Brooklyn-born author chronicles years-long journey to dissociative identity disorder in new memoir

Bensonhurst native Vivian Conan tackles her dissociative identity disorder in a new memoir.
Vivian Conan

A new memoir gives readers a glimpse into a Brooklyn woman’s mental health journey.

Vivian Conan, 78, was born and raised in Bensonhurst and knew from a young age that something was different for her. It wasn’t until she was 46 years old that Conan finally learned that she had dissociative identity disorder (once known as multiple personality disorder), or DID.

Her new book, “Losing the Atmosphere: A Memoir, A Baffling Disorder, A Search for Help, and the Therapist Who Understood,” explores Conan’s journey to finding the correct mental health diagnosis while hoping to break down some of the stigmas behind those with mental illness. 

“People are afraid of the mentally ill,” said Conan. “It’s often over-sensationalized in the media. For years I felt ashamed of who I was, even though people saw me and thought I was successful. I wanted to show that mentally ill people can behave in an ordinary way.”

From the time she was 5 or 6 years old, Conan had an imaginary space in her mind that she called “the atmosphere” which served as a place where Conan manifested adult figures in her life as the best possible versions of themselves, giving her the support she didn’t get from those figures. She also began to notice that she had alternate identities, also known as alters, who would come and go.

“I didn’t know it was something that wasn’t good,” said Conan. “When I was a teen, I saw faces in the mirror that weren’t mine. There were parts of me that acted ‘normal,’ but I knew in my teenage head that something wasn’t right.”

In the book, Conan describes her experience in coming to terms with her “atmosphere” and confiding in her teacher as a teenager, who ultimately told Conan’s mother. This ended up kick-starting Conan’s mental health journey, even though she wouldn’t get a proper diagnosis for years.

According to Conan, those with DID often aren’t correctly diagnosed for seven years. In the first edition of the Diagnostic and Statistical Manual of Mental Disorders (DSM), which came out in 1962, there was no entry for DID. It wasn’t until 1983 when the third edition of the DSM was printed that had an entry for multiple personality disorder.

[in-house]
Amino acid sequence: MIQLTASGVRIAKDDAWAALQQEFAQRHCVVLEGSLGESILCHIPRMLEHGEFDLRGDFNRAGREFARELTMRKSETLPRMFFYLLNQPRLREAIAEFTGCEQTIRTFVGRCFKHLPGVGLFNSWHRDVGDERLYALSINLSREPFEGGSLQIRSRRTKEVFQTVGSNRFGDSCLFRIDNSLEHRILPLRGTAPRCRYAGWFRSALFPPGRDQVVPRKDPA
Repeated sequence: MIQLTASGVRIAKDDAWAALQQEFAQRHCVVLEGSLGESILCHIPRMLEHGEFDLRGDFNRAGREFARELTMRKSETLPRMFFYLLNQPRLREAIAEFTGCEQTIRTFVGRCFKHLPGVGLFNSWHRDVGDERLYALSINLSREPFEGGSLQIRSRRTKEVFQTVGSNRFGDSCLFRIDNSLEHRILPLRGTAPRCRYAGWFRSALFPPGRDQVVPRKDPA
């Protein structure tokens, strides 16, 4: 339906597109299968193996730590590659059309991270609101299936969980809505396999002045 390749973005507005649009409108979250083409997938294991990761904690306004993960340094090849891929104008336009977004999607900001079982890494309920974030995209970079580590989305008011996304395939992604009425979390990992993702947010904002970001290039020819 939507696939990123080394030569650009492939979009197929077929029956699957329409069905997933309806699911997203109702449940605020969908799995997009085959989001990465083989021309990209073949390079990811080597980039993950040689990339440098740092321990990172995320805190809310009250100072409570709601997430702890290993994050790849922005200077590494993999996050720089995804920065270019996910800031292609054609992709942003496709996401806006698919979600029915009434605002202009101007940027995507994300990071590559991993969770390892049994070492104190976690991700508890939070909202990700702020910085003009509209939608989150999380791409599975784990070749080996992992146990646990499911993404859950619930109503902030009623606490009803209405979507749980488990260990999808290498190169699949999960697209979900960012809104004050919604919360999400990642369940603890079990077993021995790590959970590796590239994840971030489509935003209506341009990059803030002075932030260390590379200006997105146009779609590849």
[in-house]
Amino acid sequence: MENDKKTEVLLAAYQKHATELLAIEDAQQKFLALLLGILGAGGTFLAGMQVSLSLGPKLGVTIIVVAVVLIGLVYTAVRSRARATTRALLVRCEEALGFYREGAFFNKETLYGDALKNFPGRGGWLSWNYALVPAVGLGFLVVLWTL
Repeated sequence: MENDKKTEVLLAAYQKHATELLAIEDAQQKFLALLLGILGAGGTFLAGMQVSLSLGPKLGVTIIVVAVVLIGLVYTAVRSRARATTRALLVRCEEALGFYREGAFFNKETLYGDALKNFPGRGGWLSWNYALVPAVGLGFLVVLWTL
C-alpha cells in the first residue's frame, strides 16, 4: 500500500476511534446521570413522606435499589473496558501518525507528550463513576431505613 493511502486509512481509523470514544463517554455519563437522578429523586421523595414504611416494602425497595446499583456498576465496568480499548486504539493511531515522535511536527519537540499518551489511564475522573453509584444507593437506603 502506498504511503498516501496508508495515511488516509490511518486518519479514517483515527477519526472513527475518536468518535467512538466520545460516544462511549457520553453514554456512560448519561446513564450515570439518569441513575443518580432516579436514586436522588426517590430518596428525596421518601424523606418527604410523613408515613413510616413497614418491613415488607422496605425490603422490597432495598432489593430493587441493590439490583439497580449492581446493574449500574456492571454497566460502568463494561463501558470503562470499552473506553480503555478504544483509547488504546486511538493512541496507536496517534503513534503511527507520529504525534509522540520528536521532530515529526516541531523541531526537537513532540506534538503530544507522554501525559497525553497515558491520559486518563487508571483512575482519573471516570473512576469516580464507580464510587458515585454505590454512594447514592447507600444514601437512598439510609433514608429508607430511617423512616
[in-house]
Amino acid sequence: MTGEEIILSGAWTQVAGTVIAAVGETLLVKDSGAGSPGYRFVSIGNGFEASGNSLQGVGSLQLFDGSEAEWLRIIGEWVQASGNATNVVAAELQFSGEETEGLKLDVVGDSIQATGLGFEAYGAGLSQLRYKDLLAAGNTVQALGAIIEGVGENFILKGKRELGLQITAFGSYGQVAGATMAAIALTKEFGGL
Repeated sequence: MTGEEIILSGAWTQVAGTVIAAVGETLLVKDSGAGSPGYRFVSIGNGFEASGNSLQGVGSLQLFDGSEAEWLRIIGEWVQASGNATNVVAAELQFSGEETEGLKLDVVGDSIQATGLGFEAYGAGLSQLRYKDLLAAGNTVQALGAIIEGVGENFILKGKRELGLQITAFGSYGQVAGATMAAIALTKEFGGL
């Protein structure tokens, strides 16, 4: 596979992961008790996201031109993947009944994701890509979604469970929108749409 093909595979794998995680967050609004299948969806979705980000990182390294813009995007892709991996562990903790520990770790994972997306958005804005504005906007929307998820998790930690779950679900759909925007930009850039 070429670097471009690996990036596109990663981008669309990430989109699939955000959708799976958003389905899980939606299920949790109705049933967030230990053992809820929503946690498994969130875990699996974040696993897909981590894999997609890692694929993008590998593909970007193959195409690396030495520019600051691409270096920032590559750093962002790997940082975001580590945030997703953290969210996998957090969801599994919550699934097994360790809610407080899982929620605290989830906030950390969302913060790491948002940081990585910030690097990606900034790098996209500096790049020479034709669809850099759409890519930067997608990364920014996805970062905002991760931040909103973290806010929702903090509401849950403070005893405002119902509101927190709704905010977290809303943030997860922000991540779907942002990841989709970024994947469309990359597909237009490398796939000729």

In her own mental health journey, Conan found that she was originally diagnosed with schizophrenia, however she knew that something was still off.

“When I first went into the hospital when I was 25, they thought I was schizophrenic – that’s what they had that fit at that time,” said Conan. “I didn’t find out that I was classified as schizophrenic until I requested my hospital records in my 40s. I always knew that something was wrong and my therapists weren’t getting it.”

In the book, Conan recounts how as she got closer to a diagnosis, her therapist at time had a hard time understanding her disorder. It wasn’t until Conan saw the 1976 film “Sybil,” which is based on a book chronicling the true story of a woman living with DID, that something clicked in Conan’s head.

“I had read the book years prior and hadn’t connected to it. I rented the film and watched it while I was home alone, and it blew my mind,” said Conan. “I asked my therapist, ‘Could there be more people like that out there?’ and we watched the film together. My therapist told me that she was uncomfortable with the idea of multiple personalities, so I had to find someone who wasn’t scared of it.”

Conan eventually found another therapist who wasn’t intimidated by DID and ultimately found out that her diagnosis also had an attachment disorder with it, as well as her journey to start to trust real people instead of the people in her “atmosphere.”

“Children are very vulnerable and have their own ways of dealing with abuse,” said Conan. “Many of them cannot escape from their environment, even though it may be their providers causing the abuse. Some escape internally, and once they grow up and are not in that abusive situation anymore, it becomes a liability and prevents them from interacting fully in the world. Even though it’s no longer needed, it’s hard to get rid of. That’s why it’s so important to find the right kind of therapy and the right therapist for specific mental health needs.”

“Losing the Atmosphere: A Memoir, A Baffling Disorder, A Search for Help, and the Therapist Who Understood” will be available on September 29. For more information, visit vivianconan.com.

This story first appeared on AMNY.com.